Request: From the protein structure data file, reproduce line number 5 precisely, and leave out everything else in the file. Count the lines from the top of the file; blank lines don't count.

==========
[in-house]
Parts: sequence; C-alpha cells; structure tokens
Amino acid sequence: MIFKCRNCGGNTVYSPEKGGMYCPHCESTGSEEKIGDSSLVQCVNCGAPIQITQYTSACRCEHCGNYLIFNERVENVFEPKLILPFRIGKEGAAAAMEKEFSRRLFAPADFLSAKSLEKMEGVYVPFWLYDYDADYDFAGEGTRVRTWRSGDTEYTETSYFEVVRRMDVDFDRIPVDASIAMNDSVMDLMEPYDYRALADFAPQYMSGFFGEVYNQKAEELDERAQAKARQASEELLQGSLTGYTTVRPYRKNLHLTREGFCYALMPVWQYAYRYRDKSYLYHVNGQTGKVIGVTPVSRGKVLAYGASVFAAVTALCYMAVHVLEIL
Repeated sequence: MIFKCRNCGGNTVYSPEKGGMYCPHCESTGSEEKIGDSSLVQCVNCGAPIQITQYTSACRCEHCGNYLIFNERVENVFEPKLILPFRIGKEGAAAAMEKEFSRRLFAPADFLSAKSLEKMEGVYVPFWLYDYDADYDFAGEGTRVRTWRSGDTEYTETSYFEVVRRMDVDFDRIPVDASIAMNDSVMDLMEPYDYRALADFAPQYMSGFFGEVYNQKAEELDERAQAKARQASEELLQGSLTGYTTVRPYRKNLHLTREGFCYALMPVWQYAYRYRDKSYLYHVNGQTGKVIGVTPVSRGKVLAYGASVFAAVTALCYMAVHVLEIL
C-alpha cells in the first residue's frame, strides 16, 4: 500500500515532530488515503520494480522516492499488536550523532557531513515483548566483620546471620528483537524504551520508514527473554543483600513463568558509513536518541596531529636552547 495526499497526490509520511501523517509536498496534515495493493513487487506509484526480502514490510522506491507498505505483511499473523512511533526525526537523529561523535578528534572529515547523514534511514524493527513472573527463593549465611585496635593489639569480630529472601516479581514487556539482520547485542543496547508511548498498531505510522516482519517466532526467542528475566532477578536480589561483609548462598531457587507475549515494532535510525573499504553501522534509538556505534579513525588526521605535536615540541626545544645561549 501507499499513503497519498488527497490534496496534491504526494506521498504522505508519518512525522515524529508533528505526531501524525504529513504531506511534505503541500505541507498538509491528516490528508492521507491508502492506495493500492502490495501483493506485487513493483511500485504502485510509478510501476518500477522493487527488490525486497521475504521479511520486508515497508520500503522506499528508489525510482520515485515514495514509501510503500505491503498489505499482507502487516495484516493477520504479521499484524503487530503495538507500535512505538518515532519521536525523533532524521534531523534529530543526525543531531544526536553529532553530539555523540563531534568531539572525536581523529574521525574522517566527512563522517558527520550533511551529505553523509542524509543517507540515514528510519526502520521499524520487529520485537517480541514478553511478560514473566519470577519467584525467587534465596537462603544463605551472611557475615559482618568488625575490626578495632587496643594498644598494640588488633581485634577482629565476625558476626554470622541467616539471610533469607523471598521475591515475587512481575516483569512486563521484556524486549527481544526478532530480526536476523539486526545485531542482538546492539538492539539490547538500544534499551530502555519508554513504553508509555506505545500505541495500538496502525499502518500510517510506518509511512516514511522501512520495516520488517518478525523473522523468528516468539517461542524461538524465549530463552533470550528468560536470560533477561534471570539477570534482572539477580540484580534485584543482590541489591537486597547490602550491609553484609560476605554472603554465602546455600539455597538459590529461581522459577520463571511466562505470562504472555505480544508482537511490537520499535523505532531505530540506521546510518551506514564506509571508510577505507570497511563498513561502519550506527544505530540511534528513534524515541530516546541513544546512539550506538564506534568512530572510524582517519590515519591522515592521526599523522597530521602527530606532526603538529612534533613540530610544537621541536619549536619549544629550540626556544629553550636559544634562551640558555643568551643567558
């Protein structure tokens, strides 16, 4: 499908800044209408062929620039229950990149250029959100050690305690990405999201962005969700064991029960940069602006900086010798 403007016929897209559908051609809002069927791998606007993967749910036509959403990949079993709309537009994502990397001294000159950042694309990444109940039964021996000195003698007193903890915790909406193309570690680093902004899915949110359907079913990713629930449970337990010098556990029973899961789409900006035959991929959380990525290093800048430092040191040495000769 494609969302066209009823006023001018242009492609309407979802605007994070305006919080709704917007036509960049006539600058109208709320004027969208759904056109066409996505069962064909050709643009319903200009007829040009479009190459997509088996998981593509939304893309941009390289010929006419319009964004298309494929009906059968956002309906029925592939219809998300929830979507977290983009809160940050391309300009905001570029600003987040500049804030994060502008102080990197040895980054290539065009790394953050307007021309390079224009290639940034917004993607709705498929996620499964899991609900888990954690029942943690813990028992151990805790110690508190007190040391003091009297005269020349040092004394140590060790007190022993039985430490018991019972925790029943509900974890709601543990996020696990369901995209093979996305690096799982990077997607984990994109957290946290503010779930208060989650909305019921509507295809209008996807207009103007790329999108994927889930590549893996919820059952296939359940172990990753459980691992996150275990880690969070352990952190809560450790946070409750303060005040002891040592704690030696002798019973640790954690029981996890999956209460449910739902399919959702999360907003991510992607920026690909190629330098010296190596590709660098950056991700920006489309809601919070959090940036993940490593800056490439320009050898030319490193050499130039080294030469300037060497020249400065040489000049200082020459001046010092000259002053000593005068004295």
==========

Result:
C-alpha cells in the first residue's frame, strides 16, 4: 500500500515532530488515503520494480522516492499488536550523532557531513515483548566483620546471620528483537524504551520508514527473554543483600513463568558509513536518541596531529636552547 495526499497526490509520511501523517509536498496534515495493493513487487506509484526480502514490510522506491507498505505483511499473523512511533526525526537523529561523535578528534572529515547523514534511514524493527513472573527463593549465611585496635593489639569480630529472601516479581514487556539482520547485542543496547508511548498498531505510522516482519517466532526467542528475566532477578536480589561483609548462598531457587507475549515494532535510525573499504553501522534509538556505534579513525588526521605535536615540541626545544645561549 501507499499513503497519498488527497490534496496534491504526494506521498504522505508519518512525522515524529508533528505526531501524525504529513504531506511534505503541500505541507498538509491528516490528508492521507491508502492506495493500492502490495501483493506485487513493483511500485504502485510509478510501476518500477522493487527488490525486497521475504521479511520486508515497508520500503522506499528508489525510482520515485515514495514509501510503500505491503498489505499482507502487516495484516493477520504479521499484524503487530503495538507500535512505538518515532519521536525523533532524521534531523534529530543526525543531531544526536553529532553530539555523540563531534568531539572525536581523529574521525574522517566527512563522517558527520550533511551529505553523509542524509543517507540515514528510519526502520521499524520487529520485537517480541514478553511478560514473566519470577519467584525467587534465596537462603544463605551472611557475615559482618568488625575490626578495632587496643594498644598494640588488633581485634577482629565476625558476626554470622541467616539471610533469607523471598521475591515475587512481575516483569512486563521484556524486549527481544526478532530480526536476523539486526545485531542482538546492539538492539539490547538500544534499551530502555519508554513504553508509555506505545500505541495500538496502525499502518500510517510506518509511512516514511522501512520495516520488517518478525523473522523468528516468539517461542524461538524465549530463552533470550528468560536470560533477561534471570539477570534482572539477580540484580534485584543482590541489591537486597547490602550491609553484609560476605554472603554465602546455600539455597538459590529461581522459577520463571511466562505470562504472555505480544508482537511490537520499535523505532531505530540506521546510518551506514564506509571508510577505507570497511563498513561502519550506527544505530540511534528513534524515541530516546541513544546512539550506538564506534568512530572510524582517519590515519591522515592521526599523522597530521602527530606532526603538529612534533613540530610544537621541536619549536619549544629550540626556544629553550636559544634562551640558555643568551643567558